While working on my amateur genealogy today, I came across this 1928 death certificate for my 74 year old great-great-great uncle citing “Diabetes Mellitus” as his cause of death, with “Diabetic Gangrene” as a secondary cause. This is the first death certificate citing diabetes in my family that I’ve found. I was quite surprised by it given the year. I need to brush up on my diabetes history to have a better idea of what doctors knew about the disease at that time.
Here is a good place to start that @Richard157 shared.
Would be interesting to know when he was diagnosed, since insulin was in its infancy in the 1920’s.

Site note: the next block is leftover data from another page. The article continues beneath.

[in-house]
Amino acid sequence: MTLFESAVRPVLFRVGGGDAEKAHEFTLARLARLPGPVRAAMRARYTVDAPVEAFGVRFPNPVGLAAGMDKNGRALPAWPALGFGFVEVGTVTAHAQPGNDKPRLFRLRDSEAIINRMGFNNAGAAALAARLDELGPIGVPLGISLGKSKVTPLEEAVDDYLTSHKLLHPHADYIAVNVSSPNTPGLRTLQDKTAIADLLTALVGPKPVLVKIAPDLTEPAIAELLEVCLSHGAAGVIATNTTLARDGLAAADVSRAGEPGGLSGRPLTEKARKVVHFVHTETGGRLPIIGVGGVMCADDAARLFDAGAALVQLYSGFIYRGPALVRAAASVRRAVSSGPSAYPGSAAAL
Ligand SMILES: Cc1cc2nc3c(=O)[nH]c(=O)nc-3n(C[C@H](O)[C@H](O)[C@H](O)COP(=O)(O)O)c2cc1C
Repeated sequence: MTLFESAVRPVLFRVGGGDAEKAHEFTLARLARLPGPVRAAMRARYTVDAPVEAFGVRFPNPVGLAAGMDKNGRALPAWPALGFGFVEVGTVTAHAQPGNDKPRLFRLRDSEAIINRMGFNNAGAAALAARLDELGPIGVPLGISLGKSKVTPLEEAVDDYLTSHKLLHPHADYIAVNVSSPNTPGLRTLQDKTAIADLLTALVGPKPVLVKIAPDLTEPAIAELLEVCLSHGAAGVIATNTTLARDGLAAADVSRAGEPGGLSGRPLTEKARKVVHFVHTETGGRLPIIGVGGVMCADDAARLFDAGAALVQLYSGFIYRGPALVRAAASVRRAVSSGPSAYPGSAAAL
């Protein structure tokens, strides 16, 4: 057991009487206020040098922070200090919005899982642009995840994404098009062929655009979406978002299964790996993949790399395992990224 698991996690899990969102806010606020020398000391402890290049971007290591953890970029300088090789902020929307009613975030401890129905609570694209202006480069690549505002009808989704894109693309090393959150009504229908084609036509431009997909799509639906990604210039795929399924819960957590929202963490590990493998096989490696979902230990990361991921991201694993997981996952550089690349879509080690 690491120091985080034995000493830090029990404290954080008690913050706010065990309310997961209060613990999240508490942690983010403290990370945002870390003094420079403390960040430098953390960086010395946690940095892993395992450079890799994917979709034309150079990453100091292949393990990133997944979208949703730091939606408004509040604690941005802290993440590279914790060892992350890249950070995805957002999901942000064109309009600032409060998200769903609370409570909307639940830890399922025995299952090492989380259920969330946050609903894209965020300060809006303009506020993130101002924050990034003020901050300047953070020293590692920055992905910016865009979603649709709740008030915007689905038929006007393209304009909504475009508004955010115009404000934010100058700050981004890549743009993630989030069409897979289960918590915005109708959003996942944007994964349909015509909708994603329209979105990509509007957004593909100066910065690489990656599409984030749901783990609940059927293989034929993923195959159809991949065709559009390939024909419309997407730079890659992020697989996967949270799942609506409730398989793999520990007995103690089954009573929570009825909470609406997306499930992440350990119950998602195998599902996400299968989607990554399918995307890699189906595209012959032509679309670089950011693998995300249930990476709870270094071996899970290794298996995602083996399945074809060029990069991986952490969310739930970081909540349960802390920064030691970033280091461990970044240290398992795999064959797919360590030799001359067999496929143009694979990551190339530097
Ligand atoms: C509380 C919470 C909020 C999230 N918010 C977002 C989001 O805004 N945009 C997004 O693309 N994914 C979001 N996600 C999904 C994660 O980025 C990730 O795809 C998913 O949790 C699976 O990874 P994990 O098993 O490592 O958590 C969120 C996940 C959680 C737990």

That’s really interesting. Given that he was 74 and he died of gangrene I sort of wonder whether he was T2 rather than T1. But of course at that time, there was no distinction.
@TiaG, I assume he was Type 2 like you said. If I find anything more, I will post it.
Thanks for recalling the video. I had not seen it for awhile.
It’s possible he was someone with LADA? hard to say but he died in 1928? so that’d be 5 years after the mass marketing of insulin. All diabetics were treated with Insulin until at least like the 40’s I think? Type 1 and 2 weren’t even distinctively diagnosed until 1936. From what I understand though, type 1 always has been known of first since people died of it faster.